Stephen King is an American Treasure
Stephen King, like Charles Dickens and Edgar Allan Poe, began his career with the reputation of a factory writer: churn 'wm in, get 'em out. His sales went through the roof and despite the fact that most of his characters' conflict was internal, many of his books and short stories were turned into highly acclaimed films (The Body, Rita Haworth and The Shawshank Redemption, The Shining, Misery). In 2003, the National Book Foundation awarded King the Medal for Distinguished Contribution to American Letters.
This did it. And so, despite his humility, his book "On Writing: A Memoir of The Craft" became well justified. This book has a natural appeal to two types of readers: those who are fascinated with Stephen King and his mind and those who are writers and are interested in how a man can be as prolific as he. King says the only book necessary is William Strunk and E.B. White's "Elements Of Style" (of which I own seven copies-I distribute it like tissues) but I believe that reading Kings memoir-and it IS a memoir of craft, barely an autobiography- is another helpful and critical book for those who wish to "become writers."
(Both King and I would point out that by reviewing his book on eBay this morning I have become a writer.)
The reason is simple: in his short book, published in 2000, King grants us the permission to write.
"On Writing" has done far more than Strunk and White did; their book simply gives us the very basics of grammar, sentence construction and brevity. But how can one read and essay or book by E.B. White and think, "I can do that?" And as far as what we're thinking as we read Stephen King, it's really nothing more than a total immersion into character, plot and relevance. That's how well Stephen King writes. It's like watching Meryl Streep in "Sophie's Choice" and analyzing her acting choices.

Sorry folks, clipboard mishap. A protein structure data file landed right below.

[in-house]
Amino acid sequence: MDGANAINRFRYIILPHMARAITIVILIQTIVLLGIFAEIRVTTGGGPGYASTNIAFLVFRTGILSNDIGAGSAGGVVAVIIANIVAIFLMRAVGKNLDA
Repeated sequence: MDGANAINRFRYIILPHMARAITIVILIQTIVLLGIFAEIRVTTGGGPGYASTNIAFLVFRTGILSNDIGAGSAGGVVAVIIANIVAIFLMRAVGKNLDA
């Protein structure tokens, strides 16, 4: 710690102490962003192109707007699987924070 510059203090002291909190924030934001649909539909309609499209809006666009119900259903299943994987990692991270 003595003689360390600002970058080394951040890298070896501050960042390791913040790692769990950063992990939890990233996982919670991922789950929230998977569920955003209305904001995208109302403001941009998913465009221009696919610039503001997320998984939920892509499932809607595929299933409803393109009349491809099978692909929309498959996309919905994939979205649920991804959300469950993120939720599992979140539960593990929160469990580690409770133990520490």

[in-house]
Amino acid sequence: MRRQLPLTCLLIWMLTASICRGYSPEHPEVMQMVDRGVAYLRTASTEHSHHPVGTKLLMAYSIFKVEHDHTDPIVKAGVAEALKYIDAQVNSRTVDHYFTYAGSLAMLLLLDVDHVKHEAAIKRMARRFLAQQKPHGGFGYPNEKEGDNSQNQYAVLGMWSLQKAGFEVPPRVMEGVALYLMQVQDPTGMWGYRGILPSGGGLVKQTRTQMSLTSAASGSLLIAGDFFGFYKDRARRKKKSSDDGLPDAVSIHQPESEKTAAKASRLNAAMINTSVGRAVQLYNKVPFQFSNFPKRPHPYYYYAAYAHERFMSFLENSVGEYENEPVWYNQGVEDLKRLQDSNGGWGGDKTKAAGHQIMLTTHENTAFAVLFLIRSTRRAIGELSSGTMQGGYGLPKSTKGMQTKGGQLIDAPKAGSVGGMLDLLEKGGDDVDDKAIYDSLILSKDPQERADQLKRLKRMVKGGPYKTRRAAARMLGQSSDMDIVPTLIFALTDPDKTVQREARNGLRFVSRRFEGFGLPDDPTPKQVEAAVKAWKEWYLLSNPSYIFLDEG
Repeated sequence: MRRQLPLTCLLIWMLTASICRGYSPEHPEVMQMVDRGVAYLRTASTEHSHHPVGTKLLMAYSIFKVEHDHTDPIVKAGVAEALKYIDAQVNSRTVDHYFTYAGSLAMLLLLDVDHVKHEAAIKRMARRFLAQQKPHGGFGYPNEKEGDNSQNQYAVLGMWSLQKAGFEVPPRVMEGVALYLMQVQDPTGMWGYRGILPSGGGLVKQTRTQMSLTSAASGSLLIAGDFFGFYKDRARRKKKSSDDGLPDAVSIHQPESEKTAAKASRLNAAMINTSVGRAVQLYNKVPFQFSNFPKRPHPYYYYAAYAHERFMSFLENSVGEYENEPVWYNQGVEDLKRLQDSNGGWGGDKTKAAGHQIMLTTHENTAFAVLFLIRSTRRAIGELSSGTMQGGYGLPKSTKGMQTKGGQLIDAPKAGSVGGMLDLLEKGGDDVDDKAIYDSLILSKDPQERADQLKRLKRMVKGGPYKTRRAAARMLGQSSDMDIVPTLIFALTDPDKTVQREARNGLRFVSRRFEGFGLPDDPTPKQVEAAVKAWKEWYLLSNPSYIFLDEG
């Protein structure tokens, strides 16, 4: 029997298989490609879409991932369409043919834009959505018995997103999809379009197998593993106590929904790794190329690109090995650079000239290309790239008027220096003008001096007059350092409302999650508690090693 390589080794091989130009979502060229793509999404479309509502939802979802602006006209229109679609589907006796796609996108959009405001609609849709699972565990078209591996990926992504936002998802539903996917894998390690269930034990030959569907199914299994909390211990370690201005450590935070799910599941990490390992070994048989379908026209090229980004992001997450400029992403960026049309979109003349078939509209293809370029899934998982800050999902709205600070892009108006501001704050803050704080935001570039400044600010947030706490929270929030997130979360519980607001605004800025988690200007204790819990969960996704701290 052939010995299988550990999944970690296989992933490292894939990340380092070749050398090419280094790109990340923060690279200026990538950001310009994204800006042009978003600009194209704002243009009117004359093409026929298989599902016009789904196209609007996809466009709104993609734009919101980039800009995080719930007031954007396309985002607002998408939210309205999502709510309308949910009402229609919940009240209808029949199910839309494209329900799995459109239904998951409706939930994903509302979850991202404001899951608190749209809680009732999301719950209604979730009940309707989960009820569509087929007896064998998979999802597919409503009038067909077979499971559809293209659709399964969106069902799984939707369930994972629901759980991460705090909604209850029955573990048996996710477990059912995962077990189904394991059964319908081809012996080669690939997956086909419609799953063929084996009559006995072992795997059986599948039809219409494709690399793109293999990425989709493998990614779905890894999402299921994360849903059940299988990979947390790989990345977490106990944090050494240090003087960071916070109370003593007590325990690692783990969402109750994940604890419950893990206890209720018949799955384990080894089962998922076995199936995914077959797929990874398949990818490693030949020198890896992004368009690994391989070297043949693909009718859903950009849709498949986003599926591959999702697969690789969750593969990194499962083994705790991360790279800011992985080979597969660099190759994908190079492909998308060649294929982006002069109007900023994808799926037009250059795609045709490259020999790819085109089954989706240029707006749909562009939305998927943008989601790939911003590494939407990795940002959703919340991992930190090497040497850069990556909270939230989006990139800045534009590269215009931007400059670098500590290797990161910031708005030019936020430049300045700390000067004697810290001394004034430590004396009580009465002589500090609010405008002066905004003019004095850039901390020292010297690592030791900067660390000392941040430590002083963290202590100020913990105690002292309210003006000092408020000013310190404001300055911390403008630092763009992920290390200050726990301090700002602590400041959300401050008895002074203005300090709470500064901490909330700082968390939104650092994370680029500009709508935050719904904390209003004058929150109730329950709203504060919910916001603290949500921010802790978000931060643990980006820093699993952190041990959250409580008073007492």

"On Writing" gets into his personal life in so far as how it affects his writing. The book was constructed in two parts though not officially. This is because halway through the creation of his manuscript he was struck by a drunk driver and nearly killed. His return to his modest writing desk was labored, painful and a frightening thing for him. As a result, "On Writing" is more than a how to book, it's far more than a "This is my story" book and it's far more beefy, for the lack of a better word, than any book he's written, before or since (and I include his finest book to Date: "Under The Dome"). "On Writing" is a small book that inspires us to become what we dream; it needn't be a writer, it could be a musician, actor, film maker, anything at all. Not only does this book grant us the permission, but it justifys the permission. And all the time he stresses the importance of what life is really about: our family or friends and our self respect.
I own four copies of this book, simply because one is signed by King, one needs to be at hand and I got it here on eBay for a few dollars and because the other two are crated away in a house that held more than five thousand books when I moved in last fall.
Even if you don't wish to be a writer or if you're not a fan of Stephen King-and it's a rare person who wasn't moved by SOMETHING he wrote- this book is worth owning, teaching and lending. And it takes a LOT for me to lend a book.
Thanks, Steve.Read full review